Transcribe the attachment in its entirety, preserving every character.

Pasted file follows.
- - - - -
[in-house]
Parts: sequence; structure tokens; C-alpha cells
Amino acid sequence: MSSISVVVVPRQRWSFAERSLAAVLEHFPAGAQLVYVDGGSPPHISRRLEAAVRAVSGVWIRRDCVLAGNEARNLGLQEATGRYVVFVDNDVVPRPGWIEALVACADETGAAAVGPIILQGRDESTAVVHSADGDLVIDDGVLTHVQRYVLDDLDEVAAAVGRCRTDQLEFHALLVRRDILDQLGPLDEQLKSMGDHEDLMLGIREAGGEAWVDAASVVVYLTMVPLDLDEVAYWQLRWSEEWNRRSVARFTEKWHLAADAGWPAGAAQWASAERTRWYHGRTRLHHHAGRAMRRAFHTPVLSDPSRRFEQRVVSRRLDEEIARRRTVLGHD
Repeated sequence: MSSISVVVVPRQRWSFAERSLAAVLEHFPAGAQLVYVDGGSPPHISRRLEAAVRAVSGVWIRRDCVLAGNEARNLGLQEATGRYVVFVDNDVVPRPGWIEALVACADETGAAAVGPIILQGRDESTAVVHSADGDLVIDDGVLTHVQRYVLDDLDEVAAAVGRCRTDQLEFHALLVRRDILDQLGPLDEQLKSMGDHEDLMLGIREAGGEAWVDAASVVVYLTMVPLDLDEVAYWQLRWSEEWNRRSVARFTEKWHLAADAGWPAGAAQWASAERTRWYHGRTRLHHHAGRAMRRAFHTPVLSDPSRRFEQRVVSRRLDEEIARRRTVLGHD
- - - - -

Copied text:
[in-house]
Parts: sequence; structure tokens; C-alpha cells
Amino acid sequence: MSSISVVVVPRQRWSFAERSLAAVLEHFPAGAQLVYVDGGSPPHISRRLEAAVRAVSGVWIRRDCVLAGNEARNLGLQEATGRYVVFVDNDVVPRPGWIEALVACADETGAAAVGPIILQGRDESTAVVHSADGDLVIDDGVLTHVQRYVLDDLDEVAAAVGRCRTDQLEFHALLVRRDILDQLGPLDEQLKSMGDHEDLMLGIREAGGEAWVDAASVVVYLTMVPLDLDEVAYWQLRWSEEWNRRSVARFTEKWHLAADAGWPAGAAQWASAERTRWYHGRTRLHHHAGRAMRRAFHTPVLSDPSRRFEQRVVSRRLDEEIARRRTVLGHD
Repeated sequence: MSSISVVVVPRQRWSFAERSLAAVLEHFPAGAQLVYVDGGSPPHISRRLEAAVRAVSGVWIRRDCVLAGNEARNLGLQEATGRYVVFVDNDVVPRPGWIEALVACADETGAAAVGPIILQGRDESTAVVHSADGDLVIDDGVLTHVQRYVLDDLDEVAAAVGRCRTDQLEFHALLVRRDILDQLGPLDEQLKSMGDHEDLMLGIREAGGEAWVDAASVVVYLTMVPLDLDEVAYWQLRWSEEWNRRSVARFTEKWHLAADAGWPAGAAQWASAERTRWYHGRTRLHHHAGRAMRRAFHTPVLSDPSRRFEQRVVSRRLDEEIARRRTVLGHD